However, whether South Korea’s nuclear armament would lead to détente or degradation in inter-Korea relations is uncertain due to the stability-instability paradox. It is possible that North Korea may become even more focused on its nuclear weapons program, muster all resources to further advance its nuclear arsenal, and diversify delivery methods for its tactical nuclear weapons. In other words, South Korea’s nuclear armament would exacerbate the challenges of an already untenable status quo. Furthermore, South Korea would be particularly vulnerable between when it withdrew from the NPT – which it would have to do to develop its own indigenous nuclear weapons program – and built a substantial and credible nuclear deterrent. The process could take up to several years. The prospect of North Korea entering into nuclear reduction talks would also diminish if South Korea is perceived as weak and North Korea capitalizes on the moment. What is more concerning is that since both Koreas are advancing preemptive strike capabilities and defense strategies, the probability of misperception and miscalculation that leads to nuclear crises may increase and hamper relations indefinitely. With so much uncertainty surrounding the nuclear armament option, it would be risky for South Korea to re-orient its national policy to support it.
Meanwhile, as South Korea becomes less susceptible to nuclear coercion from North Korea as well as neighboring great powers, it could begin to condemn China’s coercive behavior in a more upfront manner. Although strategic autonomy and decisiveness is much valued in international relations, such actions may disincentivize China to pressure North Korea to re-enter negotiations. Besides, if South Korea loses its moral ground by developing its own nuclear weapons and withdrawing from the NPT without mutual consent, its diplomatic capacity would be weakened. That is, its ability to harness the multilateral support needed to resume and sustain engagement with North Korea will be significantly reduced and inter-Korean relations will deteriorate accordingly.
Some advocates of South Korea’s nuclear armament offer scenarios in which South Korea embarks on developing nuclear weapons with the silent consent of the United States. In such a scenario, several steps would be introduced to create a nuclear balance on the Korean peninsula as well as induce nuclear disarmament after North Korea executes its 7th nuclear weapons test. This includes South Korea declaring it will withdraw from the NPT and pressuring North Korea to enter nuclear reduction negotiations. On one hand, the goal of realizing complete denuclearization is reduced to “pseudo” denuclearization to persuade North Korea. And, on the other hand, Seoul initiates discussions about forming a trilateral alliance between the ROK, United States and Japan. However, the multiple assumptions in this scenario make it hardly feasible, so evaluating its impact on inter-Korean relations is not likely plausible given the number of variables. However, there is value in sustaining the nuclear armament narrative as the shadow of North Korea’s miscalculation looms and South Korea needs to prepare against the absolute deterioration of U.S.-China relations that will be consequential to its national security.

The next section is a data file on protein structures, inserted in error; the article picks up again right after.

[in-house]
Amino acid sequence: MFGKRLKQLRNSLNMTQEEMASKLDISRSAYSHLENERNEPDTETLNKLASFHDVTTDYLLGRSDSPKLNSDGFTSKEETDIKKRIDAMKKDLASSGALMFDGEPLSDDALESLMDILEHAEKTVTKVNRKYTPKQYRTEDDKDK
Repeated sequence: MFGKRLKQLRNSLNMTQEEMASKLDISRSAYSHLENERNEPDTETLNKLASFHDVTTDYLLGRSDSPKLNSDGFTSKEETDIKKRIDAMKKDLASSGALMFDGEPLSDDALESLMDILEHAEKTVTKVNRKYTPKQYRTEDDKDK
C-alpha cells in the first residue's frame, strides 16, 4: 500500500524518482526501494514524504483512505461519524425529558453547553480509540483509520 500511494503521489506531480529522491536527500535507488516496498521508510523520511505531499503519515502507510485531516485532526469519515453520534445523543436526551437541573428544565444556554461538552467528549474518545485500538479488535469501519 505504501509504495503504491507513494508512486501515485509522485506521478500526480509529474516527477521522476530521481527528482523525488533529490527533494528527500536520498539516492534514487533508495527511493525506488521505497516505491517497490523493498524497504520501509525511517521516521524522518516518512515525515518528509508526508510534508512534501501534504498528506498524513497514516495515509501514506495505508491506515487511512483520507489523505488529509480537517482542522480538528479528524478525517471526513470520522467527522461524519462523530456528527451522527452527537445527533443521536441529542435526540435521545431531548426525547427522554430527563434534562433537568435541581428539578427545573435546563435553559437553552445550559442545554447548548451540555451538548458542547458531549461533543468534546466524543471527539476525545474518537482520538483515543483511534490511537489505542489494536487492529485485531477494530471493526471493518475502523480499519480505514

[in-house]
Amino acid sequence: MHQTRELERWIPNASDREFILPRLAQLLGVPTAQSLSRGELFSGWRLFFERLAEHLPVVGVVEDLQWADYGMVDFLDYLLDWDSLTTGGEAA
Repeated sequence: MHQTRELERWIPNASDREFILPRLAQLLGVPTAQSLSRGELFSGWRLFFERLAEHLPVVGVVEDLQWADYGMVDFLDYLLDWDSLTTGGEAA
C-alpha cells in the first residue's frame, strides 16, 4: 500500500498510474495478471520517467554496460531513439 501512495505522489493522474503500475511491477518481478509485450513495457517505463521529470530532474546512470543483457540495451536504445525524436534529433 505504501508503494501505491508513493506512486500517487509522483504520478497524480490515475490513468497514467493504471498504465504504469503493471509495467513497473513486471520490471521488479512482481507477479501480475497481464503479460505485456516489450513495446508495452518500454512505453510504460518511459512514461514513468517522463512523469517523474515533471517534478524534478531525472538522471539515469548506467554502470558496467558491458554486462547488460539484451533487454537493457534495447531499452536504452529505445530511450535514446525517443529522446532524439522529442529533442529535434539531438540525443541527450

As the Ministry of National Defense has set its goal for 2023 to enhance South Korea’s military capabilities and readiness while strengthening U.S. extended deterrence, the nuclear debate in South Korea has entered a new phase. As South Korea explores a range of nuclear options to maximize its national security, including developing its own nuclear weapons, it is important to navigate its North Korea policy to ultimately build a sustainable peace regime on the Korean peninsula. Focusing on South Korea’s nuclear latency or nuclear weapons development alone seems to create an imbalance between deterrence and assurance. Strong assurance mechanisms are needed to move any type of negotiations with North Korea forward.
In closing, the option to acquire latent nuclear capabilities or to develop indigenous nuclear weapons entails higher costs and responsibilities than benefits for inter-Korean relations. The current domestic debate about South Korea’s nuclear options is insufficiently backed by clear facts. Nor is it circulated widely enough among opinion leaders and the public to conduct a comprehensive analysis. Moreover, such discussions should not end in normative statements, but instead with practical policy recommendations and implications. At this juncture, a more robust and strategically directed domestic and international debate on the utility of South Korea’s armament could facilitate inter-Korean talks in unexpected ways. Given the urgency of the issue, the timing seems ripe for such a venture.
Dr. Bo Ram Kwon is Associate Research Fellow at the Korea Institute for Defense Analyses (KIDA). The views expressed here are the author’s alone.
Photo from Shutterstock.